Even though more organizations are attempting to become data-driven, many of them still aren’t able to link data analytics to business outcomes. Some of the challenges are obvious. Others aren’t. Here are our tips for avoiding the common pitfalls.
One could argue the purpose of data analytics has always been to achieve business outcomes. Yet, enterprises still struggle to realize the potential business value of their investments. Despite the availability of a wide array of improved technologies, it’s easy for company cultures, organizational structures, and even problem-solving approaches to get in the way.
“The fundamental premise is it’s a technology problem. It reminds me of the early Internet days [when people said] ‘We have this capability, what problem can we solve?'” said Jeff McMillan, managing director at Credit Suisse. “That’s not how it works. You have a business issue and need to bring a set of capabilities to bear.”
Departmental barriers continue to impede progress. Some companies are restructuring to compete more effectively in the digital economy, but the expanding C-suite may frustrate the ability to drive business outcomes.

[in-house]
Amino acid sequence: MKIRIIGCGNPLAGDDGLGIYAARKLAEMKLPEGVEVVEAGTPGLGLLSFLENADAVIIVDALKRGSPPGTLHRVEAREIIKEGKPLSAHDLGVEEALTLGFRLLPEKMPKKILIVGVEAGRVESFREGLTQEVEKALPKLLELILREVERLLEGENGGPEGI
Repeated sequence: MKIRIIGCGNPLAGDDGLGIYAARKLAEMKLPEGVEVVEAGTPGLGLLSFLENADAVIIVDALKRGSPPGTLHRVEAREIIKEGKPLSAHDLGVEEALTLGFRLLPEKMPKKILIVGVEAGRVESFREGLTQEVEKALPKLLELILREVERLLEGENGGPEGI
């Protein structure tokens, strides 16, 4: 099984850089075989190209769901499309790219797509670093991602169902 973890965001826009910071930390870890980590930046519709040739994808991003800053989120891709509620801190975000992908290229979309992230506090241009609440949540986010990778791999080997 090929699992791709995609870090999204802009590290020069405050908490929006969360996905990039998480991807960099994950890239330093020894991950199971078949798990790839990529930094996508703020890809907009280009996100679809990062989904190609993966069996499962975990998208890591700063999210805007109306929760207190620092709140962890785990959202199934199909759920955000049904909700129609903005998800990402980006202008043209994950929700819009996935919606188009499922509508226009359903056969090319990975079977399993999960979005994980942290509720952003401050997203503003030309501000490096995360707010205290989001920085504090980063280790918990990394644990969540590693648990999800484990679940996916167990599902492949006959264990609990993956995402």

“Not too long ago, we had a CIO and a group of people who were the caretakers of the databases,” said Anthony Scriffignano, VP and chief data scientist at Dun & Bradstreet, in an interview. “Now you’ve got a CDO, CISO, CIO, CMO … a lot of C-level people in the room, all with different mandates, reporting to different lines in the organization that should own the data. The reality is that data is like oil. All of these people will only see the value in the oil if they cooperate and make something that people want to buy or the company needs.”
The aspiration is there, according to a Forrester Research survey of enterprise architects that was published in October 2015. The challenges arise in translating the analytical results into measurable business actions.
“Technology is way ahead of culture. The vendors packaging data and analytics tools and insight platforms are removing a lot of the complexity,” said Brian Hopkins, VP and principal analyst at Forrester, in an interview. “The problem is, you still have to fund it, you still have to get people to agree with it, and you have to overcome organizational issues.”
Here are a 12 things organizations can do to drive more business value from data. Once you’ve reviewed these, let us know if any have worked for you. Is your organization challenged to connect data analytics to business outcomes? Tell us all about it in the comments section below.
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Lisa Morgan is a freelance writer who covers big data and BI for InformationWeek. She has contributed articles, reports, and other types of content to various publications and sites ranging from SD Times to the Economist Intelligent Unit. Frequent areas of coverage include … View Full Bio